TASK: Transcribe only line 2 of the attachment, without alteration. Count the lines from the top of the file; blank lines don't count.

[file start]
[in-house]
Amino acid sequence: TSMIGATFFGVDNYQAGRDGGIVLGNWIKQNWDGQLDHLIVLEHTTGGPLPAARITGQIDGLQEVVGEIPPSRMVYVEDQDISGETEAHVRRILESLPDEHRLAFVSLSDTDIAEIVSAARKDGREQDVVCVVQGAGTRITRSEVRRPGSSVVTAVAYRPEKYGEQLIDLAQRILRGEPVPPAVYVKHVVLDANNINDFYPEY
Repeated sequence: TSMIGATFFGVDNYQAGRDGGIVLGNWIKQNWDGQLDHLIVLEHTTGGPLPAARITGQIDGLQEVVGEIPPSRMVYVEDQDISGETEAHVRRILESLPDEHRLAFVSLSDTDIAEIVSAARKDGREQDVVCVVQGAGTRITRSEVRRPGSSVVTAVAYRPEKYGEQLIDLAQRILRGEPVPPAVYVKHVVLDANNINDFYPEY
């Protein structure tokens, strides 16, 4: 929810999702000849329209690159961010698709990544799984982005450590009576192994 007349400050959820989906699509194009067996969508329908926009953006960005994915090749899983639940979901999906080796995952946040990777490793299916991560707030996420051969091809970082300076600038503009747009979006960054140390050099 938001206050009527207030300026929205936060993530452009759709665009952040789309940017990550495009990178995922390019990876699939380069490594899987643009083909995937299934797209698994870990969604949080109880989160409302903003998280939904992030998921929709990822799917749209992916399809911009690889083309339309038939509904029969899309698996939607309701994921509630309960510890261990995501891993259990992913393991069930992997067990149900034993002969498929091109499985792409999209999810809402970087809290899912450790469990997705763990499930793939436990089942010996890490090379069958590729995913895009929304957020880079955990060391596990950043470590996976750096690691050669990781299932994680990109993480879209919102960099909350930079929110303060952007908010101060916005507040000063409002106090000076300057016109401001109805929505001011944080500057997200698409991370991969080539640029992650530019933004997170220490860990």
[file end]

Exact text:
Amino acid sequence: TSMIGATFFGVDNYQAGRDGGIVLGNWIKQNWDGQLDHLIVLEHTTGGPLPAARITGQIDGLQEVVGEIPPSRMVYVEDQDISGETEAHVRRILESLPDEHRLAFVSLSDTDIAEIVSAARKDGREQDVVCVVQGAGTRITRSEVRRPGSSVVTAVAYRPEKYGEQLIDLAQRILRGEPVPPAVYVKHVVLDANNINDFYPEY